24 July 2009.
For immediate release.

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Transport Committee Tax Report is a Welcome Dose of Realism
Transcom MPs Sing To ABD Tune
The latest report from the Commons' Transport Committee (Transcom), "Taxes and Charges on Road Users" 1, is published today. Many of the committee's recommendations align with the ABD's views on vehicle taxation, transport investment and parking.
 
The ABD welcomes the Transcom report as a ‘dose of realism’ which recognizes long standing issues which have dealt a raw deal to Britain's drivers for many years.
 
"Many sections of the Transcom report could have been lifted from the ABD website and press releases," said ABD spokesman Nigel Humphries. "We are delighted that the transport debate has shifted to the extent that the ABD's view, once on the fringes, now occupies the mainstream."
 
The Committee accepts that almost £50 billion per year is paid by road users in taxes and charges, with less than £9 billion spent on the roads. Its report is critical of the lack of transparency in the way road users are taxed and how the money is spent. It is particularly scathing of the way the Government handled the introduction of retrospective increases in Vehicle Excise Duty for cars registered since 2001, which severely damaged the credibility of environmental taxes 2.
 
The Committee agrees with the ABD that taxation based on vehicle use, such as fuel duty, is fairer than taxes on vehicle ownership, but accepts that there are limits as to how much can be raised from drivers without damaging the economy. It is also critical of charges imposed on road users that do not relate directly to the services provided, such as the parking charges levied by some councils based on a car's CO₂ emissions, rather than the amount of parking space occupied 3.
 
While the report does not rule out congestion charging completely, it recognises the difficulties of gaining public acceptance for the idea, largely because people have no faith in the Government to devise a fair system. The Committee says the Government should no longer try to force congestion charging onto local authorities in return for transport funding.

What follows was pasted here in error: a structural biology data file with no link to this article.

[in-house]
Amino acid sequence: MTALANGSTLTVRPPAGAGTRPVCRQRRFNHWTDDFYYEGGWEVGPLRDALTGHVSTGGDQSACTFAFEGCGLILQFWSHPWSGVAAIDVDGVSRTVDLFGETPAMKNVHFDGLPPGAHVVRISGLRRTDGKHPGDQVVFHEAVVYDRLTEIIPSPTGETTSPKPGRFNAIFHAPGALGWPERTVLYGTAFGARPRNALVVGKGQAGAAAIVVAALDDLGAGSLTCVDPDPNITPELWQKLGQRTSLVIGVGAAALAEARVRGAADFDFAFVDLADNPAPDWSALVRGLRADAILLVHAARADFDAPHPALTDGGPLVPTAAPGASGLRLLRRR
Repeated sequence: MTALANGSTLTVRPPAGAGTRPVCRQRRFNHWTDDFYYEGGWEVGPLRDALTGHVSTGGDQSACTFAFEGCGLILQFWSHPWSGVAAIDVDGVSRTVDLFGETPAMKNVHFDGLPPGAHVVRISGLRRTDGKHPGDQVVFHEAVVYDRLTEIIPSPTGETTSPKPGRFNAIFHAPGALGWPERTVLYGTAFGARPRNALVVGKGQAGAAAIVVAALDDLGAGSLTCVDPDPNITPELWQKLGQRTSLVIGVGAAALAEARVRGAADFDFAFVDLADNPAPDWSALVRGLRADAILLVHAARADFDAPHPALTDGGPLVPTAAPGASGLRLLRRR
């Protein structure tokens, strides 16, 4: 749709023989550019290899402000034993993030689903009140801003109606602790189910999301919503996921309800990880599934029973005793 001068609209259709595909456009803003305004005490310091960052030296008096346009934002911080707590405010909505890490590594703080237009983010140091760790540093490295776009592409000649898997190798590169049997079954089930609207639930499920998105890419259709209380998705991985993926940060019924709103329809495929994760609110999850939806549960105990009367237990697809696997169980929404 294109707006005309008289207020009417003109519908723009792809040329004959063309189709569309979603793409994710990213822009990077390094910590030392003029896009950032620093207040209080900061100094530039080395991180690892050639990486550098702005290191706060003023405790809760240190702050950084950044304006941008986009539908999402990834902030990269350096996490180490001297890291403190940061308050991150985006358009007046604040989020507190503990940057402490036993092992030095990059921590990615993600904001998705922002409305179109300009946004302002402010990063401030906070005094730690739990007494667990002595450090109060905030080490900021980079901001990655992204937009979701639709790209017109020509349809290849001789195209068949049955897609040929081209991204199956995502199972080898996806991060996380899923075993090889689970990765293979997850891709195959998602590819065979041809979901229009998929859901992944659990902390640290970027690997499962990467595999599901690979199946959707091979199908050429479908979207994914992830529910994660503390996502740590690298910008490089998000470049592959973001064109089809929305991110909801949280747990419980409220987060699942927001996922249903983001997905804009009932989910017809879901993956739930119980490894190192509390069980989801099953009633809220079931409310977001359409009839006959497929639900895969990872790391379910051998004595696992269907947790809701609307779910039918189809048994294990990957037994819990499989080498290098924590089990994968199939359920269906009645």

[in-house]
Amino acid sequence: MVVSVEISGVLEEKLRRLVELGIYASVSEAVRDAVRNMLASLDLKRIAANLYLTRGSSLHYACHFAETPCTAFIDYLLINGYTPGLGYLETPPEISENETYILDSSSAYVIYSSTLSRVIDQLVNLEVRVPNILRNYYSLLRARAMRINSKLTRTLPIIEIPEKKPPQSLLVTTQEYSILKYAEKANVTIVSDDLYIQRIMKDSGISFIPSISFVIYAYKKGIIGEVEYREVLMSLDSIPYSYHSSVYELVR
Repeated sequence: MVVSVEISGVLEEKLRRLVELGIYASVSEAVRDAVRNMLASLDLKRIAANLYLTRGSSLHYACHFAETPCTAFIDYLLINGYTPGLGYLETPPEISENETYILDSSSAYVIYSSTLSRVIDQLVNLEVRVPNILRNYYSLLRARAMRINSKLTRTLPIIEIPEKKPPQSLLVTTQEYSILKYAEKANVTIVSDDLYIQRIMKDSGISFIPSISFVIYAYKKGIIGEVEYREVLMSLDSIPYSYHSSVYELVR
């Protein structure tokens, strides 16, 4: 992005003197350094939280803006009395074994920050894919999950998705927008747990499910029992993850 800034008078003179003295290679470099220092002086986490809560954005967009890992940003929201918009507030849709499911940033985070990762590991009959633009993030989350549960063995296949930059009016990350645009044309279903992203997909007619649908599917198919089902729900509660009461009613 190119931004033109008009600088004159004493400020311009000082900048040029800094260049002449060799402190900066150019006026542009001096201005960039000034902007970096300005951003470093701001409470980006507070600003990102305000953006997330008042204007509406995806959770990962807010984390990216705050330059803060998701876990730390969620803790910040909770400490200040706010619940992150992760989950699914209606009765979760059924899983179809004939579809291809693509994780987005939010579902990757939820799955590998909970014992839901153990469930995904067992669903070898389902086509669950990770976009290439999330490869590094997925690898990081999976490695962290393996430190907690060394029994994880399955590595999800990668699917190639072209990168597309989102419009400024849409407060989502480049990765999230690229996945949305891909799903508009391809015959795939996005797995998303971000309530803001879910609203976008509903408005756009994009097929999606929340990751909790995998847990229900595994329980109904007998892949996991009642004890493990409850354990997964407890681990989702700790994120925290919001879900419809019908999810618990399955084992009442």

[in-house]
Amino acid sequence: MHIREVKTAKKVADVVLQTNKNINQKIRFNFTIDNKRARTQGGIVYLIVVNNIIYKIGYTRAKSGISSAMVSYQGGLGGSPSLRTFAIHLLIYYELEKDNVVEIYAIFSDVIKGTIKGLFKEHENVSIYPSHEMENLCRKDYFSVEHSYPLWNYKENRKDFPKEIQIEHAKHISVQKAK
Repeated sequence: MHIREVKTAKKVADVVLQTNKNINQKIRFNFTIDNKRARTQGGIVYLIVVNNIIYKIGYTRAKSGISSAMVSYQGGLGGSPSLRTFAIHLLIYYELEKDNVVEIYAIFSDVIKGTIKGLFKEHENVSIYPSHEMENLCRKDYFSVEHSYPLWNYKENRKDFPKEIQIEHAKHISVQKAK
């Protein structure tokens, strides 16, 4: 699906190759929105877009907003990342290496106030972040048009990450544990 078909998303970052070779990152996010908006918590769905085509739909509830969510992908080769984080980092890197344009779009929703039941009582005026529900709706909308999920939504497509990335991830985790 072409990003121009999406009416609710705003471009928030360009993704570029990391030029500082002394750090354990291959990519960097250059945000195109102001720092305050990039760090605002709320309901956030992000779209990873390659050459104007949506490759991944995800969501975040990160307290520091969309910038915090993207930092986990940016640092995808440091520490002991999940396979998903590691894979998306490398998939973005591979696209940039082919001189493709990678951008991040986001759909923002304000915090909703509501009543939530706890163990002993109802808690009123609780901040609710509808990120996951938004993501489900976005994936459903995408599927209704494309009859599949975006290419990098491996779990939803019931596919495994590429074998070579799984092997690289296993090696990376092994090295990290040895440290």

ABD spokesman Nigel Humphries comments:
"The Committee cited the 1.8 million signature e-petition and the overwhelming rejection of road pricing by residents of Manchester as evidence of the public's scepticism. The ABD was heavily involved in both those campaigns, showing that we really do speak for drivers on issues of major importance."
ABD chairman, Brian Gregory, concludes:
"We would have liked to see the Committee give more explicit recognition of the vital contribution that road transport makes to the economy, rather than concentrating on its external costs. Nevertheless, the report is a welcome injection of the realism that is so clearly missing from the Government's muddled policies."

 
 
NOTES FOR EDITORS
 
1. House of Commons Transport Committee. Taxes and charges on road users.
 
2. Committee Chairman Louise Ellman MP said, "The Government handled a phased set of increases to Vehicle Excise Duty so badly they tarnished the image of environmental taxes. We believe taxation based on car usage - through fuel duty - remains fairer than any approach based on car ownership and does more to encourage fuel efficiency or reduce CO2 emissions. We recognise that economic factors will limit how much revenue can be raised by this method."
 
3. MPs also question the use of parking charges for wider policy purposes. Where they cover more than the cost of parking and are used to generate revenue for other services MPs argue parking charges must be proportional, explicit and justified. In a similar vein, the Committee warns ministers that penalty charge notices must retain their credibility as an enforcement tool and must no be used as a blatant method for raising extra revenue from motorists.
 
 
Notes for Editors about the ABD